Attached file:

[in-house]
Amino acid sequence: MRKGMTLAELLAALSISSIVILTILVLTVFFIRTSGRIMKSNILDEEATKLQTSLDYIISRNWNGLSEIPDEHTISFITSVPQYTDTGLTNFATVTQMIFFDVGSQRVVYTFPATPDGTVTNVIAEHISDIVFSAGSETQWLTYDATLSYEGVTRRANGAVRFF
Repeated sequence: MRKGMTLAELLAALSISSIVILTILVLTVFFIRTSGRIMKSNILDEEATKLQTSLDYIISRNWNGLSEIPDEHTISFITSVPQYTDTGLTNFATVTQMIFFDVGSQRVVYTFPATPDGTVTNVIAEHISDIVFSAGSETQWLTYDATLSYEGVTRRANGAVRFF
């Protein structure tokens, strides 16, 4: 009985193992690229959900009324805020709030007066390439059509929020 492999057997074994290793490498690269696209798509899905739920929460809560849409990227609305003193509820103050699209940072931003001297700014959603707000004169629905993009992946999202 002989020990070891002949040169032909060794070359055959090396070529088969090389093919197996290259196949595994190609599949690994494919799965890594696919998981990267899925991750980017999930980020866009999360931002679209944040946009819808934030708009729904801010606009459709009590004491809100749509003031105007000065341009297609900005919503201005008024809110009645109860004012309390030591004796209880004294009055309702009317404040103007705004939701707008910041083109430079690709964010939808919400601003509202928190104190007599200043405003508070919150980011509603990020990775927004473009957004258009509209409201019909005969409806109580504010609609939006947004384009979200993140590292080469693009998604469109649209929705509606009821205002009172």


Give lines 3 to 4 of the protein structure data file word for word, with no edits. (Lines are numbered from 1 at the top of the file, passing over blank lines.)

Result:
Repeated sequence: MRKGMTLAELLAALSISSIVILTILVLTVFFIRTSGRIMKSNILDEEATKLQTSLDYIISRNWNGLSEIPDEHTISFITSVPQYTDTGLTNFATVTQMIFFDVGSQRVVYTFPATPDGTVTNVIAEHISDIVFSAGSETQWLTYDATLSYEGVTRRANGAVRFF
């Protein structure tokens, strides 16, 4: 009985193992690229959900009324805020709030007066390439059509929020 492999057997074994290793490498690269696209798509899905739920929460809560849409990227609305003193509820103050699209940072931003001297700014959603707000004169629905993009992946999202 002989020990070891002949040169032909060794070359055959090396070529088969090389093919197996290259196949595994190609599949690994494919799965890594696919998981990267899925991750980017999930980020866009999360931002679209944040946009819808934030708009729904801010606009459709009590004491809100749509003031105007000065341009297609900005919503201005008024809110009645109860004012309390030591004796209880004294009055309702009317404040103007705004939701707008910041083109430079690709964010939808919400601003509202928190104190007599200043405003508070919150980011509603990020990775927004473009957004258009509209409201019909005969409806109580504010609609939006947004384009979200993140590292080469693009998604469109649209929705509606009821205002009172």